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Product Review- PowerBrake Brake kit for 94-04 Mustangs

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 I want to start doing product reviews on parts I run or use on my own. This blog actually gets a decent amount of traffic so hopefully some people will find these reviews useful. I will only review parts I have personally used. Another note is that I will always give useful information, backed up by as much data as I can, and hopefully over time, these reviews can be used as resources for people. The first part I will review is the new SN95 Mustang Brake Kit from PowerBrake. The story actually starts at PRI 2015 when I happened to run into Terry Fair and Jason McDaniel from Vorshlag as they were chatting with the reps of PowerBrake. I never heard of them before so just kinda evesedropped on the conversation while checking out the impressive display of their brake kits. The kits are finally available here: SN95 Big Brake Kit

Fast forward to January 2017, and after the 2016 season with the increase in power from completing the 3.5 EcoBoost swap, along with much improved aero and grip, the Cobra PBR calipers and one piece rotors weren't quite cutting it any more. They have been on the car since 2009 and performed well, but I knew they were an area of my car that needed to be upgraded. So a call to the guys at Vorshlag was made to see what they were thinking. They spoke very highly of the PowerBrake kits they have already been using on some of their other cars. Problem was, there was no kit available for my car. But as luck would have it, PowerBrake and Vorshlag were already chatting about a kit for the SN95 Mustang that would utilize their already proven X4EM caliper and 330x32mm rotors. A set of spindles was sent to PowerBrake to do their thing and make a complete kit. I needed to retain a 13" rotor so I wouldn't have to buy several sets of 18" rims and tires along with the brake kit. I just had to be patient and wait for them to work their magic and develop the bracket to make it all work.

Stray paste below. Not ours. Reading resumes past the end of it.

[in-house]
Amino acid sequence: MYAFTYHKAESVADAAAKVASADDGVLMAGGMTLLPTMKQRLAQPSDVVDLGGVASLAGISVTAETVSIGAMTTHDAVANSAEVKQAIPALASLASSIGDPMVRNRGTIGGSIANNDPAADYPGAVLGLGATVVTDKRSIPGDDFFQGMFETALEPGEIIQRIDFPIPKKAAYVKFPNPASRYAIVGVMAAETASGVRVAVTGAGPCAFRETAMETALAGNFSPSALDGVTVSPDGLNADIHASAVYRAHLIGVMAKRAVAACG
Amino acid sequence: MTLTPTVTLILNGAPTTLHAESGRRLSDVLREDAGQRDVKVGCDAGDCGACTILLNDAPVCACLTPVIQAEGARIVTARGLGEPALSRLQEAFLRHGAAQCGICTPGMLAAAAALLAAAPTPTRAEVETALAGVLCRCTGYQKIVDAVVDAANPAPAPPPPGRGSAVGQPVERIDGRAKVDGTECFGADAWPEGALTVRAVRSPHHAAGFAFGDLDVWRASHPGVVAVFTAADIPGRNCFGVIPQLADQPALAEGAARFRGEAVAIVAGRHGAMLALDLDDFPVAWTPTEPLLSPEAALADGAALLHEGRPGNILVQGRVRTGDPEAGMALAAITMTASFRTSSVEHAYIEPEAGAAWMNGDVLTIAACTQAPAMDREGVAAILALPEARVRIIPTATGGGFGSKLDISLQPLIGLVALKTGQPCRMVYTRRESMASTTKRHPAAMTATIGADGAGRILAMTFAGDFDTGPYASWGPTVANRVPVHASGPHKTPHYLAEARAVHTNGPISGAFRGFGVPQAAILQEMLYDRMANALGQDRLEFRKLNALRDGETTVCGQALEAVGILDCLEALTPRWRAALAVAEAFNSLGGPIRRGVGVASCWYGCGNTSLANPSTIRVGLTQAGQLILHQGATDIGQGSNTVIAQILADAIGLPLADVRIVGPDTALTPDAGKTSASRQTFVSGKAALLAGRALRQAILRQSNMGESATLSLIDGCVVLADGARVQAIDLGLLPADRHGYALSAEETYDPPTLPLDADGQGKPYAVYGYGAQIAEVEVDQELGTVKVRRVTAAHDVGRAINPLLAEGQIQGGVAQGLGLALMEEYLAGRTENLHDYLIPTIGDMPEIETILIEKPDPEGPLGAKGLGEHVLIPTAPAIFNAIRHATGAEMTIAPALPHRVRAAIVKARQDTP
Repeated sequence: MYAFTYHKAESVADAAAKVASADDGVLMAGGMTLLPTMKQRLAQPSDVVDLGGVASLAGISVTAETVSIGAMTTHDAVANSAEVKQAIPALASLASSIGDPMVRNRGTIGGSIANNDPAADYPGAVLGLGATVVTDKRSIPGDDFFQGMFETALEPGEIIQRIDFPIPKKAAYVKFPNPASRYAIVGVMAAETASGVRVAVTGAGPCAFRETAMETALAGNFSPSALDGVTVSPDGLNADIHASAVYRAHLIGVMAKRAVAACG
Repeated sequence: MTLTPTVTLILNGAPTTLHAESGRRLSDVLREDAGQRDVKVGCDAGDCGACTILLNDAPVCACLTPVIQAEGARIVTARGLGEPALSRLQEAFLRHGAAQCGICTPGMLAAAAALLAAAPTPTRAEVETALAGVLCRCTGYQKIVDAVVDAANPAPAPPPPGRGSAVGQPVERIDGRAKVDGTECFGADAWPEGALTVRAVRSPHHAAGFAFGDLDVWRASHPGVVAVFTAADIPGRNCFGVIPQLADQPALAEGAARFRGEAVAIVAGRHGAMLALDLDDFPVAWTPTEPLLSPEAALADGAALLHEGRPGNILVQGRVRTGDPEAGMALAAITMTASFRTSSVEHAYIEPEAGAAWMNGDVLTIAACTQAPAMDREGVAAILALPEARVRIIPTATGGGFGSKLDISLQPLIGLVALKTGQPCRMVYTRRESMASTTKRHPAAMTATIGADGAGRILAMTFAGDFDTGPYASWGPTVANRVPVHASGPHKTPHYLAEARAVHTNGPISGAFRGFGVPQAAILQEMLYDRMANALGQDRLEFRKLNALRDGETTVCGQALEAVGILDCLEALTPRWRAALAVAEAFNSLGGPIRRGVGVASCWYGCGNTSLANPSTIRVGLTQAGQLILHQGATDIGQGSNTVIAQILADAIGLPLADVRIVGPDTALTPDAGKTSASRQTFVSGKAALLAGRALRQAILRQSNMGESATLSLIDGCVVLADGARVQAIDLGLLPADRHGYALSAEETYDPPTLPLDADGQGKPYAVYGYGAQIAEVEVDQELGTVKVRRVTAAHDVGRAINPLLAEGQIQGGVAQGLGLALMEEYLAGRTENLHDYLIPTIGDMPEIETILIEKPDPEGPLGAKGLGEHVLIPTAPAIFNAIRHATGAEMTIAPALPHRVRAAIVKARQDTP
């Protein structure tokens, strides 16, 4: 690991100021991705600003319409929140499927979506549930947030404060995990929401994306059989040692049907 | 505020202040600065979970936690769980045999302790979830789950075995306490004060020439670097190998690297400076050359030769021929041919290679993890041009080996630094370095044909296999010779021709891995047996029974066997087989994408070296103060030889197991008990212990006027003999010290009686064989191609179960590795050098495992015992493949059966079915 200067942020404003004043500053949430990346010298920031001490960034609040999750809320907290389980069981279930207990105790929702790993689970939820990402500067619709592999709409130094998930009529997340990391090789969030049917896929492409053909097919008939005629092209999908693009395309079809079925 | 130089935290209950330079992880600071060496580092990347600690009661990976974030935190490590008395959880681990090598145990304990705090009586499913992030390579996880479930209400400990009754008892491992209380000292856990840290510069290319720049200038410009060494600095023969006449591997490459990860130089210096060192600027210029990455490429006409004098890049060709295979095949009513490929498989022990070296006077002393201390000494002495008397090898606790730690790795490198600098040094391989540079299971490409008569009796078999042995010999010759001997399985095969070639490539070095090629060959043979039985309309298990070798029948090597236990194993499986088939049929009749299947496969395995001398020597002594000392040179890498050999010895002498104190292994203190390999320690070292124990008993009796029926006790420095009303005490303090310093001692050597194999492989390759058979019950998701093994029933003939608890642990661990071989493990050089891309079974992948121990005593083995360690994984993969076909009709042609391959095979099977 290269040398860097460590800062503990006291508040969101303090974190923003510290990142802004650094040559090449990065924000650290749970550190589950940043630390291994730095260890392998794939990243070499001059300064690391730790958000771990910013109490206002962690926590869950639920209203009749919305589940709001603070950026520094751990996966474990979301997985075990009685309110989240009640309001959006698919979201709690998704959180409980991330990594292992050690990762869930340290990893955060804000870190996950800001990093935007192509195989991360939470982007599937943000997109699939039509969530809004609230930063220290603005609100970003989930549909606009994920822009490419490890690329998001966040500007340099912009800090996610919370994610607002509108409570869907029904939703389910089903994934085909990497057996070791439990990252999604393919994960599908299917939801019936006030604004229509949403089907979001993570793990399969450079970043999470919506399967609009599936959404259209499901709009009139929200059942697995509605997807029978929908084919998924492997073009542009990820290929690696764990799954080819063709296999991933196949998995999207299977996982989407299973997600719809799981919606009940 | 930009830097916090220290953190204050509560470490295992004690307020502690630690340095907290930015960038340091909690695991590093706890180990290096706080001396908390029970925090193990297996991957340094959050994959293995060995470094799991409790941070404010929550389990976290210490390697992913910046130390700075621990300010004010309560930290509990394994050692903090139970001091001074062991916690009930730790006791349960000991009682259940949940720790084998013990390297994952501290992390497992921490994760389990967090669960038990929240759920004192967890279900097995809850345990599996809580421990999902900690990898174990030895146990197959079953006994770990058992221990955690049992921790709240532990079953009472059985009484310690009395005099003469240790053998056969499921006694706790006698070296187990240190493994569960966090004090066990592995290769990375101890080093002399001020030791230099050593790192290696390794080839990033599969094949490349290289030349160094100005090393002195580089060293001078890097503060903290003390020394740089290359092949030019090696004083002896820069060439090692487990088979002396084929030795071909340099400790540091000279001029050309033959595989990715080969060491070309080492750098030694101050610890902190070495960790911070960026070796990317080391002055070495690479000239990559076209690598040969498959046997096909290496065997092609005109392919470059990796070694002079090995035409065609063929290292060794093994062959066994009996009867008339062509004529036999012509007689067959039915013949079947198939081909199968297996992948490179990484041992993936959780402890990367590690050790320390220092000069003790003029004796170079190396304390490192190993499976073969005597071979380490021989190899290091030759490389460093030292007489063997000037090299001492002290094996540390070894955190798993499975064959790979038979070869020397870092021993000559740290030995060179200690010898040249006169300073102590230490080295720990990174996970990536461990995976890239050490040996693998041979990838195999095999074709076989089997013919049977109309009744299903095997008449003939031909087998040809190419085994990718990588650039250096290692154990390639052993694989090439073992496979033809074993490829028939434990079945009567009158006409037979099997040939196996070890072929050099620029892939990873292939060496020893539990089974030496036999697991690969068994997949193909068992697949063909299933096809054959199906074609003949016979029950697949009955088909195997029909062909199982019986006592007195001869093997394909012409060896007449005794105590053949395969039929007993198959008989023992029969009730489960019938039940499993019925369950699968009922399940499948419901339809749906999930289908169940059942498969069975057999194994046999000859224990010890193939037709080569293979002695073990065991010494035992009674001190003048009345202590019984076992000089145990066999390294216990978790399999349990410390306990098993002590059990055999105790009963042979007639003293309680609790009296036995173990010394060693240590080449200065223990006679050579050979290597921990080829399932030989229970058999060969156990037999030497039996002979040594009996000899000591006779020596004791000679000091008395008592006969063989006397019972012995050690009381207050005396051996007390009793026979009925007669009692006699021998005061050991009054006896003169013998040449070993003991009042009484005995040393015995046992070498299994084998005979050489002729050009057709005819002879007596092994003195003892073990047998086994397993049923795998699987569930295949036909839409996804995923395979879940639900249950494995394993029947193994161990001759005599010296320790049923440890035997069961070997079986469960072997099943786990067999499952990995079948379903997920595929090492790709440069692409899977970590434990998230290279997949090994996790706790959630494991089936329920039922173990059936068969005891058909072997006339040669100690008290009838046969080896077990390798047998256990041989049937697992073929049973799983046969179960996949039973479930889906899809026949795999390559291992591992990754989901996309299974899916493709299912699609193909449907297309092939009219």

Fast forward again about 2-3 months and the kit showed up at my door. We were in contact with the guys at Vorshlag and PowerBrake with the rest of the specs that remained on our current setup to make sure the balance, or bias, remained about what it was. The front calipers have 42mm/38mm pistons, which is slightly less than the PBR calipers they replace which sent a little more bias rearward, which my car needed. This also works the rear brakes a litter harder to help increase braking capacity. First thing to jump out at you is the size difference of the calipers. We unboxed everything and inspected it all. We weighed everything to the tenth of a pound. The new kits total weight increase was about 4.3lbs. As much of a stickler I am about weight, the few extra pounds will be welcomed for the increse in life and performance.